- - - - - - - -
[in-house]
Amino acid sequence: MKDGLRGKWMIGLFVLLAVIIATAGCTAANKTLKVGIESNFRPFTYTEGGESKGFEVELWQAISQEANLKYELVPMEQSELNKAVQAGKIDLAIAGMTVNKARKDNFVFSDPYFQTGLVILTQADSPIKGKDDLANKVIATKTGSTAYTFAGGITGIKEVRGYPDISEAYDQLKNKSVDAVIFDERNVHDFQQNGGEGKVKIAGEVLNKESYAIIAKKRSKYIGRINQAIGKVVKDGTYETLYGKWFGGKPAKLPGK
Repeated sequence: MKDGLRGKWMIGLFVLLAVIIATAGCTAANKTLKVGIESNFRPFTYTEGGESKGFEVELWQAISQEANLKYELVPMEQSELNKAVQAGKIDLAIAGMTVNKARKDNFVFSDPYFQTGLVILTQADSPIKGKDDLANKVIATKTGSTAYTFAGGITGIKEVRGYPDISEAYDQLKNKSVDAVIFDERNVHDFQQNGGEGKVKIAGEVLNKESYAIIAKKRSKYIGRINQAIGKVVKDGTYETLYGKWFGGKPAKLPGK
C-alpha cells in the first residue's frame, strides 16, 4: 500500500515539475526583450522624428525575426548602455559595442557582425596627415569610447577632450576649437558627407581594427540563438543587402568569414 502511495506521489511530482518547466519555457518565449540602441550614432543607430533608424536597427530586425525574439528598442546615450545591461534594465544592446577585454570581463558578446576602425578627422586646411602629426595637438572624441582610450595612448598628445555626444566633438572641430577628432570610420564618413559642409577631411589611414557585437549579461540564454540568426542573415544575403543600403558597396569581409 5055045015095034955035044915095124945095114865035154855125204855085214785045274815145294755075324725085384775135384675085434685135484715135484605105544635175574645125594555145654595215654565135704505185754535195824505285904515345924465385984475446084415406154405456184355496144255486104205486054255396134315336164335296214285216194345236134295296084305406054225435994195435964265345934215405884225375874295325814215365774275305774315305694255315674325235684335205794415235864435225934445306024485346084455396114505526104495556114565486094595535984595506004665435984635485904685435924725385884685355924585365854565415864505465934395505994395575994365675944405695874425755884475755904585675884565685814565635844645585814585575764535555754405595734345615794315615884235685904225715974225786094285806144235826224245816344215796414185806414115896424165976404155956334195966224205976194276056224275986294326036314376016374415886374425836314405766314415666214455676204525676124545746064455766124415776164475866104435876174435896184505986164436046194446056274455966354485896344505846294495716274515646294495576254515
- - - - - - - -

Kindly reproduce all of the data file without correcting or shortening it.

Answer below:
[in-house]
Amino acid sequence: MKDGLRGKWMIGLFVLLAVIIATAGCTAANKTLKVGIESNFRPFTYTEGGESKGFEVELWQAISQEANLKYELVPMEQSELNKAVQAGKIDLAIAGMTVNKARKDNFVFSDPYFQTGLVILTQADSPIKGKDDLANKVIATKTGSTAYTFAGGITGIKEVRGYPDISEAYDQLKNKSVDAVIFDERNVHDFQQNGGEGKVKIAGEVLNKESYAIIAKKRSKYIGRINQAIGKVVKDGTYETLYGKWFGGKPAKLPGK
Repeated sequence: MKDGLRGKWMIGLFVLLAVIIATAGCTAANKTLKVGIESNFRPFTYTEGGESKGFEVELWQAISQEANLKYELVPMEQSELNKAVQAGKIDLAIAGMTVNKARKDNFVFSDPYFQTGLVILTQADSPIKGKDDLANKVIATKTGSTAYTFAGGITGIKEVRGYPDISEAYDQLKNKSVDAVIFDERNVHDFQQNGGEGKVKIAGEVLNKESYAIIAKKRSKYIGRINQAIGKVVKDGTYETLYGKWFGGKPAKLPGK
C-alpha cells in the first residue's frame, strides 16, 4: 500500500515539475526583450522624428525575426548602455559595442557582425596627415569610447577632450576649437558627407581594427540563438543587402568569414 502511495506521489511530482518547466519555457518565449540602441550614432543607430533608424536597427530586425525574439528598442546615450545591461534594465544592446577585454570581463558578446576602425578627422586646411602629426595637438572624441582610450595612448598628445555626444566633438572641430577628432570610420564618413559642409577631411589611414557585437549579461540564454540568426542573415544575403543600403558597396569581409 5055045015095034955035044915095124945095114865035154855125204855085214785045274815145294755075324725085384775135384675085434685135484715135484605105544635175574645125594555145654595215654565135704505185754535195824505285904515345924465385984475446084415406154405456184355496144255486104205486054255396134315336164335296214285216194345236134295296084305406054225435994195435964265345934215405884225375874295325814215365774275305774315305694255315674325235684335205794415235864435225934445306024485346084455396114505526104495556114565486094595535984595506004665435984635485904685435924725385884685355924585365854565415864505465934395505994395575994365675944405695874425755884475755904585675884565685814565635844645585814585575764535555754405595734345615794315615884235685904225715974225786094285806144235826224245816344215796414185806414115896424165976404155956334195966224205976194276056224275986294326036314376016374415886374425836314405766314415666214455676204525676124545746064455766124415776164475866104435876174435896184505986164436046194446056274455966354485896344505846294495716274515646294495576254515